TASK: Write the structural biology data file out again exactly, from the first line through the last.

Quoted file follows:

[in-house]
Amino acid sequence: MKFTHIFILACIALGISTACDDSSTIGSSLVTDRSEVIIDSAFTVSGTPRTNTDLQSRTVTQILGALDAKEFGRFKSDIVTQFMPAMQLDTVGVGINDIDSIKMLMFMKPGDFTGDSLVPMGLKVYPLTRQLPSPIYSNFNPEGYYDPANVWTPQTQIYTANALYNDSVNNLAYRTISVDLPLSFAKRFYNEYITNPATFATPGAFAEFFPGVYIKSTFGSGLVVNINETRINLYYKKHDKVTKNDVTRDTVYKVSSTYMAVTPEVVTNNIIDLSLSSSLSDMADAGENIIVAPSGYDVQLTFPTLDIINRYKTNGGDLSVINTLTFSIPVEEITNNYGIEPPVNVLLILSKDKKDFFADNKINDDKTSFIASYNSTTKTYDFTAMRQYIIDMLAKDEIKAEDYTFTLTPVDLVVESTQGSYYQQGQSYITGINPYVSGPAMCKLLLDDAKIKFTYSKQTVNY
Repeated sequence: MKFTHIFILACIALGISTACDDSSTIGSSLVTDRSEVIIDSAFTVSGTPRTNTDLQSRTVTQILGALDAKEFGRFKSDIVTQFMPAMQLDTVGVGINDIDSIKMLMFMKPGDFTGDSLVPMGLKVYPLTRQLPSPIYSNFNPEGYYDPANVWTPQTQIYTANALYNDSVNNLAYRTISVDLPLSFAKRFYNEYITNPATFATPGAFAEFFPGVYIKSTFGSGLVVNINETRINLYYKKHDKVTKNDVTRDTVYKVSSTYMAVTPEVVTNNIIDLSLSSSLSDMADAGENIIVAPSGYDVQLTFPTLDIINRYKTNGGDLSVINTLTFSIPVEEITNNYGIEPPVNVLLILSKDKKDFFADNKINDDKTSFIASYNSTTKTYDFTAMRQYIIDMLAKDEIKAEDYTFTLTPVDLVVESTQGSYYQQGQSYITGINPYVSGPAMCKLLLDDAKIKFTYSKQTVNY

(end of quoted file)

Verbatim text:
[in-house]
Amino acid sequence: MKFTHIFILACIALGISTACDDSSTIGSSLVTDRSEVIIDSAFTVSGTPRTNTDLQSRTVTQILGALDAKEFGRFKSDIVTQFMPAMQLDTVGVGINDIDSIKMLMFMKPGDFTGDSLVPMGLKVYPLTRQLPSPIYSNFNPEGYYDPANVWTPQTQIYTANALYNDSVNNLAYRTISVDLPLSFAKRFYNEYITNPATFATPGAFAEFFPGVYIKSTFGSGLVVNINETRINLYYKKHDKVTKNDVTRDTVYKVSSTYMAVTPEVVTNNIIDLSLSSSLSDMADAGENIIVAPSGYDVQLTFPTLDIINRYKTNGGDLSVINTLTFSIPVEEITNNYGIEPPVNVLLILSKDKKDFFADNKINDDKTSFIASYNSTTKTYDFTAMRQYIIDMLAKDEIKAEDYTFTLTPVDLVVESTQGSYYQQGQSYITGINPYVSGPAMCKLLLDDAKIKFTYSKQTVNY
Repeated sequence: MKFTHIFILACIALGISTACDDSSTIGSSLVTDRSEVIIDSAFTVSGTPRTNTDLQSRTVTQILGALDAKEFGRFKSDIVTQFMPAMQLDTVGVGINDIDSIKMLMFMKPGDFTGDSLVPMGLKVYPLTRQLPSPIYSNFNPEGYYDPANVWTPQTQIYTANALYNDSVNNLAYRTISVDLPLSFAKRFYNEYITNPATFATPGAFAEFFPGVYIKSTFGSGLVVNINETRINLYYKKHDKVTKNDVTRDTVYKVSSTYMAVTPEVVTNNIIDLSLSSSLSDMADAGENIIVAPSGYDVQLTFPTLDIINRYKTNGGDLSVINTLTFSIPVEEITNNYGIEPPVNVLLILSKDKKDFFADNKINDDKTSFIASYNSTTKTYDFTAMRQYIIDMLAKDEIKAEDYTFTLTPVDLVVESTQGSYYQQGQSYITGINPYVSGPAMCKLLLDDAKIKFTYSKQTVNY